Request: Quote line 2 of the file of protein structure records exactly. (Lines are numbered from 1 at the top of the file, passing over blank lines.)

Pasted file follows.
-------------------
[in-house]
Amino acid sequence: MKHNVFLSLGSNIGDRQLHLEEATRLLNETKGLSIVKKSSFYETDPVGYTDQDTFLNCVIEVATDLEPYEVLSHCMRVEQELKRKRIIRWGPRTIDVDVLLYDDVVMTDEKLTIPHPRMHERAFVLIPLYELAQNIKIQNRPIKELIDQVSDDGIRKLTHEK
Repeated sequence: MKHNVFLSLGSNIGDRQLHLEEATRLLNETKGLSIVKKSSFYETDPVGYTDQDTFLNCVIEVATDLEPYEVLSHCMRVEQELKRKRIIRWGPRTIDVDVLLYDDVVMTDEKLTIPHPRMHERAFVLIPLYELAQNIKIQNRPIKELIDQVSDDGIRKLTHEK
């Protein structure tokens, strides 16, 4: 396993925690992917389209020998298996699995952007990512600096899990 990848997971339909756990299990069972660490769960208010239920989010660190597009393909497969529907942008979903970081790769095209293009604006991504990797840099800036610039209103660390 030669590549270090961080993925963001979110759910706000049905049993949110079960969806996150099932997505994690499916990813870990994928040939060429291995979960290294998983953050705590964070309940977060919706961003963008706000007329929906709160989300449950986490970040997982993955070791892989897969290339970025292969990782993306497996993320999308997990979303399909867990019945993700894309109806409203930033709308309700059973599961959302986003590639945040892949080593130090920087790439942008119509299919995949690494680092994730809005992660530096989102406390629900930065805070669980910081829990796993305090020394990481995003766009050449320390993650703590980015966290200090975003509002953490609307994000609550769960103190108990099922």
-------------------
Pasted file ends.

Amino acid sequence: MKHNVFLSLGSNIGDRQLHLEEATRLLNETKGLSIVKKSSFYETDPVGYTDQDTFLNCVIEVATDLEPYEVLSHCMRVEQELKRKRIIRWGPRTIDVDVLLYDDVVMTDEKLTIPHPRMHERAFVLIPLYELAQNIKIQNRPIKELIDQVSDDGIRKLTHEK